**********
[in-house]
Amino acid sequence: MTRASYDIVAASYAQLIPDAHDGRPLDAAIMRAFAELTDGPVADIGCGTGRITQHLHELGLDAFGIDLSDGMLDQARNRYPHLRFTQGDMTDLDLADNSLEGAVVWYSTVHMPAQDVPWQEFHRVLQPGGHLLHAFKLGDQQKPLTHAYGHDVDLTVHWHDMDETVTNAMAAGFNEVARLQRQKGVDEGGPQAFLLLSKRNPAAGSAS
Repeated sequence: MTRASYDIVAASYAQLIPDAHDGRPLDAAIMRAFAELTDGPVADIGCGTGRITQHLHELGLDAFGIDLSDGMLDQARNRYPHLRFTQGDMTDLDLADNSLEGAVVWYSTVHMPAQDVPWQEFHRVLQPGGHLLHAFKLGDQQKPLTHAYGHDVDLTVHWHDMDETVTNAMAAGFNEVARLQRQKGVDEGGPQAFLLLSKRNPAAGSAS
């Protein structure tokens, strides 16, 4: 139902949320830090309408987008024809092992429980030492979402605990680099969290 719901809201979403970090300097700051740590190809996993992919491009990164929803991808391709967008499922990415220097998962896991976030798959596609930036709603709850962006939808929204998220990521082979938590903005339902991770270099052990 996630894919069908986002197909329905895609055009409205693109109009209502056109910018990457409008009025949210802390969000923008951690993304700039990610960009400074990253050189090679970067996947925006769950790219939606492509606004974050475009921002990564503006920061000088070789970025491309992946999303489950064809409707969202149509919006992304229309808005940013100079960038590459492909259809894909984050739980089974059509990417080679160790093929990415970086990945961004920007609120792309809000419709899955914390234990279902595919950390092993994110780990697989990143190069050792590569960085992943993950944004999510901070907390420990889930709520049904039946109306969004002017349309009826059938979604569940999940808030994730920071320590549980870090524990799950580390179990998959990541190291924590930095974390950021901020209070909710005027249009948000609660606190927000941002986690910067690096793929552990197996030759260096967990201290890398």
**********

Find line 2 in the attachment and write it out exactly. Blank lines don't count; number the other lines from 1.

Amino acid sequence: MTRASYDIVAASYAQLIPDAHDGRPLDAAIMRAFAELTDGPVADIGCGTGRITQHLHELGLDAFGIDLSDGMLDQARNRYPHLRFTQGDMTDLDLADNSLEGAVVWYSTVHMPAQDVPWQEFHRVLQPGGHLLHAFKLGDQQKPLTHAYGHDVDLTVHWHDMDETVTNAMAAGFNEVARLQRQKGVDEGGPQAFLLLSKRNPAAGSAS